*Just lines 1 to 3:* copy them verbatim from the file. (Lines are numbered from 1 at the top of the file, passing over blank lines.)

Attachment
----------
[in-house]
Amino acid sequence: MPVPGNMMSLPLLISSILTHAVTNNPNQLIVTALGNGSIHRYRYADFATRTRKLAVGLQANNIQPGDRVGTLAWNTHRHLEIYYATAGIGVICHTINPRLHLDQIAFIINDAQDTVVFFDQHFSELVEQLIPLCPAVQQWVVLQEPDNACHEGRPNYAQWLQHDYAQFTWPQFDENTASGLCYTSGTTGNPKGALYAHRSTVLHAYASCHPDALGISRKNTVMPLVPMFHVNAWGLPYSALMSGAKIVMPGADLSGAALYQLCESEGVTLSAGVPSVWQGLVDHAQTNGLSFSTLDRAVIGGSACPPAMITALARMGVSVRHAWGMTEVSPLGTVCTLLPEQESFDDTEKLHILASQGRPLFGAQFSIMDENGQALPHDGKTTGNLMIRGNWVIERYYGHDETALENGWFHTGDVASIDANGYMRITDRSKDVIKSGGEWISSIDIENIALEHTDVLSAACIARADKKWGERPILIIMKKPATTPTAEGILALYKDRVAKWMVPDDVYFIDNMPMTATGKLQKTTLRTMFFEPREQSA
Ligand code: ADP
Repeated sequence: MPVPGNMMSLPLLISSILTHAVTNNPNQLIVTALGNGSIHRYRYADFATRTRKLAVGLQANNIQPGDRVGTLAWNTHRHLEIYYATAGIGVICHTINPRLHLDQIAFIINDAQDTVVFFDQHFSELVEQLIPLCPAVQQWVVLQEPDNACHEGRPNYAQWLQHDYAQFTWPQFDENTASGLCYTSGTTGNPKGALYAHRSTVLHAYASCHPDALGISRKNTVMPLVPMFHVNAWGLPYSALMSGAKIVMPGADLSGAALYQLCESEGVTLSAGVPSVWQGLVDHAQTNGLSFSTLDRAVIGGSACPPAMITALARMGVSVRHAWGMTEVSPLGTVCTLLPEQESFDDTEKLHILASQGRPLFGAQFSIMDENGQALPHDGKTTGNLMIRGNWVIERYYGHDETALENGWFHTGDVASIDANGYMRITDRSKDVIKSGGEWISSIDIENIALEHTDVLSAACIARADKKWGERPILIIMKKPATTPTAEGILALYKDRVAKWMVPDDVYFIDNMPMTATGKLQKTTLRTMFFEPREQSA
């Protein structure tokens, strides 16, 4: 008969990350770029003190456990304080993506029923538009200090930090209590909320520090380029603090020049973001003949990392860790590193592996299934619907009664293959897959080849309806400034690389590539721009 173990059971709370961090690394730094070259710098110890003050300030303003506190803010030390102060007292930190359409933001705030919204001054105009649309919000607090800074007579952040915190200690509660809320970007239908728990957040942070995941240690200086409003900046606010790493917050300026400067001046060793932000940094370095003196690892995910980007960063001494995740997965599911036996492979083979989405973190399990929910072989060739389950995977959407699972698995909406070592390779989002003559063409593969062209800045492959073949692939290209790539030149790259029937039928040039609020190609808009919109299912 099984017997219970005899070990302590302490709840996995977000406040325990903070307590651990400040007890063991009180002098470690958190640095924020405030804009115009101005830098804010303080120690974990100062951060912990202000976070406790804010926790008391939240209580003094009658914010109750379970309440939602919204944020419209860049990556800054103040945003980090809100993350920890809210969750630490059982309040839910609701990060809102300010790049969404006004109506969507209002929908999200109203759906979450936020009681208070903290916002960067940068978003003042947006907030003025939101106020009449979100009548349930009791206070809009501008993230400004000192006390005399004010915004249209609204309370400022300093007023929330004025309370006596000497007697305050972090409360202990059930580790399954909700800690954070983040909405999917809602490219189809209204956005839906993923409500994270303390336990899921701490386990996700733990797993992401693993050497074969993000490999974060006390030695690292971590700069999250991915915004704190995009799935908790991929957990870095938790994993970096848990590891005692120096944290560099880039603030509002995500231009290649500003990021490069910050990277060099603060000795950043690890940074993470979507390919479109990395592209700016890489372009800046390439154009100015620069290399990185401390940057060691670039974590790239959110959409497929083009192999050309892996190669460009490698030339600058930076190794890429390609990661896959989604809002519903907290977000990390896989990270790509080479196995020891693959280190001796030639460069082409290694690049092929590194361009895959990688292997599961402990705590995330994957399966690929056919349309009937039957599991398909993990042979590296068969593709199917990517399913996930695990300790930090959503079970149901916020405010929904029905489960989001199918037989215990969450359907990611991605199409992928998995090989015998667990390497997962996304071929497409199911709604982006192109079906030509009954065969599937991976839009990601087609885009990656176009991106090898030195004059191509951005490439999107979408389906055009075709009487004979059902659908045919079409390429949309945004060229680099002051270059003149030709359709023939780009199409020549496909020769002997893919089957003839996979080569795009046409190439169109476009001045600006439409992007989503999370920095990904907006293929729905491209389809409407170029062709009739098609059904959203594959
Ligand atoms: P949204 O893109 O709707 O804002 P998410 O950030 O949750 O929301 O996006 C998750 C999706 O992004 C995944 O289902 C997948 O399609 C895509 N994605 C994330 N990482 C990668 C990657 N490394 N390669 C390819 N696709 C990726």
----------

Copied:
[in-house]
Amino acid sequence: MPVPGNMMSLPLLISSILTHAVTNNPNQLIVTALGNGSIHRYRYADFATRTRKLAVGLQANNIQPGDRVGTLAWNTHRHLEIYYATAGIGVICHTINPRLHLDQIAFIINDAQDTVVFFDQHFSELVEQLIPLCPAVQQWVVLQEPDNACHEGRPNYAQWLQHDYAQFTWPQFDENTASGLCYTSGTTGNPKGALYAHRSTVLHAYASCHPDALGISRKNTVMPLVPMFHVNAWGLPYSALMSGAKIVMPGADLSGAALYQLCESEGVTLSAGVPSVWQGLVDHAQTNGLSFSTLDRAVIGGSACPPAMITALARMGVSVRHAWGMTEVSPLGTVCTLLPEQESFDDTEKLHILASQGRPLFGAQFSIMDENGQALPHDGKTTGNLMIRGNWVIERYYGHDETALENGWFHTGDVASIDANGYMRITDRSKDVIKSGGEWISSIDIENIALEHTDVLSAACIARADKKWGERPILIIMKKPATTPTAEGILALYKDRVAKWMVPDDVYFIDNMPMTATGKLQKTTLRTMFFEPREQSA
Ligand code: ADP